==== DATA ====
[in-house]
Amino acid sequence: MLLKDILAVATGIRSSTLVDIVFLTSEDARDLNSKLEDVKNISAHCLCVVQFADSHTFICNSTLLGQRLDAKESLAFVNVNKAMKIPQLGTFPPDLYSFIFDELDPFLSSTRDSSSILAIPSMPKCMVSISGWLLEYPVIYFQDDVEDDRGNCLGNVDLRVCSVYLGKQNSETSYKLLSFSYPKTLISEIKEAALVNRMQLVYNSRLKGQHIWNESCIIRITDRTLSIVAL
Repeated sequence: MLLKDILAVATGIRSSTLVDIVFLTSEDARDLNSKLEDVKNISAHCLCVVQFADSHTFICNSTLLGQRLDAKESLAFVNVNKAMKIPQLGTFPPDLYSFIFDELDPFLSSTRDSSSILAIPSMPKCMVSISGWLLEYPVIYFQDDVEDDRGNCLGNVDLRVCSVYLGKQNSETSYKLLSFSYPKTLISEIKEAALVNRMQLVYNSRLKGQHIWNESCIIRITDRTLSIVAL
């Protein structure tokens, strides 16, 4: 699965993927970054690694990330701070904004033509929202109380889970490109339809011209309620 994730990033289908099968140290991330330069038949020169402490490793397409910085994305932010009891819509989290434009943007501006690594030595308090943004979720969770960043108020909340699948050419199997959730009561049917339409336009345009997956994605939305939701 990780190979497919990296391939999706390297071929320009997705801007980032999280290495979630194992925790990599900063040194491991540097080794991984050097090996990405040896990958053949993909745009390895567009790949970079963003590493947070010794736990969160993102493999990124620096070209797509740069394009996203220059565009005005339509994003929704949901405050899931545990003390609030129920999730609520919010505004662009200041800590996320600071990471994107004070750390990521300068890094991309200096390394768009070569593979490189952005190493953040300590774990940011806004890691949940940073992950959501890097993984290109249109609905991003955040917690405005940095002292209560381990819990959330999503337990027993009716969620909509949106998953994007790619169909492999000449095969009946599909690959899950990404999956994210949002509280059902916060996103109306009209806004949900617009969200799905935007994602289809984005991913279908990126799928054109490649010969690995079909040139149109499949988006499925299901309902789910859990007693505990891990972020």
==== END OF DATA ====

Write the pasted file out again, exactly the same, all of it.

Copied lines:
[in-house]
Amino acid sequence: MLLKDILAVATGIRSSTLVDIVFLTSEDARDLNSKLEDVKNISAHCLCVVQFADSHTFICNSTLLGQRLDAKESLAFVNVNKAMKIPQLGTFPPDLYSFIFDELDPFLSSTRDSSSILAIPSMPKCMVSISGWLLEYPVIYFQDDVEDDRGNCLGNVDLRVCSVYLGKQNSETSYKLLSFSYPKTLISEIKEAALVNRMQLVYNSRLKGQHIWNESCIIRITDRTLSIVAL
Repeated sequence: MLLKDILAVATGIRSSTLVDIVFLTSEDARDLNSKLEDVKNISAHCLCVVQFADSHTFICNSTLLGQRLDAKESLAFVNVNKAMKIPQLGTFPPDLYSFIFDELDPFLSSTRDSSSILAIPSMPKCMVSISGWLLEYPVIYFQDDVEDDRGNCLGNVDLRVCSVYLGKQNSETSYKLLSFSYPKTLISEIKEAALVNRMQLVYNSRLKGQHIWNESCIIRITDRTLSIVAL
């Protein structure tokens, strides 16, 4: 699965993927970054690694990330701070904004033509929202109380889970490109339809011209309620 994730990033289908099968140290991330330069038949020169402490490793397409910085994305932010009891819509989290434009943007501006690594030595308090943004979720969770960043108020909340699948050419199997959730009561049917339409336009345009997956994605939305939701 990780190979497919990296391939999706390297071929320009997705801007980032999280290495979630194992925790990599900063040194491991540097080794991984050097090996990405040896990958053949993909745009390895567009790949970079963003590493947070010794736990969160993102493999990124620096070209797509740069394009996203220059565009005005339509994003929704949901405050899931545990003390609030129920999730609520919010505004662009200041800590996320600071990471994107004070750390990521300068890094991309200096390394768009070569593979490189952005190493953040300590774990940011806004890691949940940073992950959501890097993984290109249109609905991003955040917690405005940095002292209560381990819990959330999503337990027993009716969620909509949106998953994007790619169909492999000449095969009946599909690959899950990404999956994210949002509280059902916060996103109306009209806004949900617009969200799905935007994602289809984005991913279908990126799928054109490649010969690995079909040139149109499949988006499925299901309902789910859990007693505990891990972020």